In some applications, it is desirable that the outer cylindrical section 20 with the bell 46 be pulled off the conduit coupler 10 while the gripper ribs 28 in engagement with the outer cylindrical conduit section 22 hold the conduit coupler 10 in position in the straight end 48 of the outer cylindrical conduit section. This may be accomplished by molding the diameter of the gripper ribs 28 engageable with the outer cylindrical section 22 with a greater diameter than the diameter of the gripper ribs in engagement with the outer cylindrical section 20 as shown in FIG. 2. In addition or alternatively, the lengths of the gripper ribs 28 in engagement with the outer cylindrical conduit section 22 may be longer than the length of the gripper ribs in engagement with the outer cylindrical conduit section 20 as shown in FIG. 2. Preferably the difference in diameter is from about one millimeter to three millimeters (0.04 to 0.12 inches) and the difference in length of the ribs 28 is about a 45 degree arc to obtain this result. As shown in FIG. 1, the gripper ribs 28 in engagement with the outer cylindrical conduit section 20 having ends C extend over an arc of 120 degrees and are separated by spaces extending over an arc of 60 degrees. The gripper ribs 28 in engagement with the outer cylindrical conduit section 22 having ends C-1 extend over an arc of 140 degrees and are separated by spaces extending over an arc of 40 degrees.
Referring to FIG. 5, a modification is shown in which a conduit coupler 54 is similar to the conduit coupler 10 shown in FIGS. 1 through 4. Where the elements of the system shown are the same, they will be identified with the same numeral with the addition of a prime mark. The conduit coupler 54 is molded of resilient rubberlike material for connecting outer cylindrical sections 20' and 22' of an outer cylindrical conduit 18'. The conduit coupler 54 has three cylindrical chambers 30' instead of the four shown in FIGS. 1 through 4. These chambers 30' are evenly spaced and molded in the same manner as the cylindrical chambers of FIGS. 1 through 4. Gripper ribs 28' are molded around the outer wall 24' of the conduit coupler 54 with each of the ribs extending from end K1 to end K2 over an arc of about 165 degrees and with the space between the ends K1,K1 and K2,K2 extending over an arc of about 15 degrees. With sets of gripper ribs 28' of this length it has been found that antirotation ribs are not necessary. Two sets of the gripper ribs 28' are provided at each side of the center portion with the spaces between the ends K1,K1 and K2,K2 of the ribs being offset 90 degrees.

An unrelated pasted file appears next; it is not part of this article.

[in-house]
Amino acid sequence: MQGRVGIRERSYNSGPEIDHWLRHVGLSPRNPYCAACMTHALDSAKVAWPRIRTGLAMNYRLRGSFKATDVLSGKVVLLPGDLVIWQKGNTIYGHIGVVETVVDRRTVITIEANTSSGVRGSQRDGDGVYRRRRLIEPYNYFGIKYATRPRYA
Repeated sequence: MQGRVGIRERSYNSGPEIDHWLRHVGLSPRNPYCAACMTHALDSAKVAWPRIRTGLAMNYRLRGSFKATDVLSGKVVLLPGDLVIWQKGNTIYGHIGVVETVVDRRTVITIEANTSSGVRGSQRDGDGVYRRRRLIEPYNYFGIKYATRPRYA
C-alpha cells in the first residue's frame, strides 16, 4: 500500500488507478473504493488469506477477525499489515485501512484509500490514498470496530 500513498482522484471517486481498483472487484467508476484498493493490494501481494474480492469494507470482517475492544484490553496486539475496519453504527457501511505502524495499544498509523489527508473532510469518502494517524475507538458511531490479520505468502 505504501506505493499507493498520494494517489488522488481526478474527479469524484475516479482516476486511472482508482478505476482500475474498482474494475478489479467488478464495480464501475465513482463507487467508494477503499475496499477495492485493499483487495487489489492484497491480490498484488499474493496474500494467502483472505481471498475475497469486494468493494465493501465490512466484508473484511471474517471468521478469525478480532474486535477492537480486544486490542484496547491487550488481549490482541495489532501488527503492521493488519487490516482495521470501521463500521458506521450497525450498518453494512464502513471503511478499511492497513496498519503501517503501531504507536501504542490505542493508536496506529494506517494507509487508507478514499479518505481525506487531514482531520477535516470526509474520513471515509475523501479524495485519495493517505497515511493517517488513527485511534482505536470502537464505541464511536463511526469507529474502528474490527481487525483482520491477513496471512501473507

In both the embodiments of FIGS. 1 and 5, cavities 56 and 56' may be molded in the body of the conduit coupler 10 and 54 to reduce weight and counteract any shrinkage of the material which might distort the shape of the conduit couplers. The conduit couplers 10 and 54 may be injection molded of a rubberlike material such as "SANTOPRENE"
While certain representative embodiments and details have been shown for the purpose of illustrating the invention, it will be apparent to those skilled in the art that various changes and modifications may be made therein without departing from the spirit or scope of the invention.
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|U.S. Classification||285/18, 285/124.1, 285/369, 285/345, 285/423, 285/110|
|International Classification||G02B6/44, H02G9/06, F16L39/00|
|Cooperative Classification||G02B6/4459, H02G9/06, F16L39/00|
|European Classification||F16L39/00, G02B6/44C8D, H02G9/06|
|Oct 23, 1990||RF||Reissue application filed|
Effective date: 19900911
|Apr 14, 1993||REMI||Maintenance fee reminder mailed|
|Sep 12, 1993||LAPS||Lapse for failure to pay maintenance fees|
|Nov 30, 1993||FP||Expired due to failure to pay maintenance fee|
Effective date: 19930912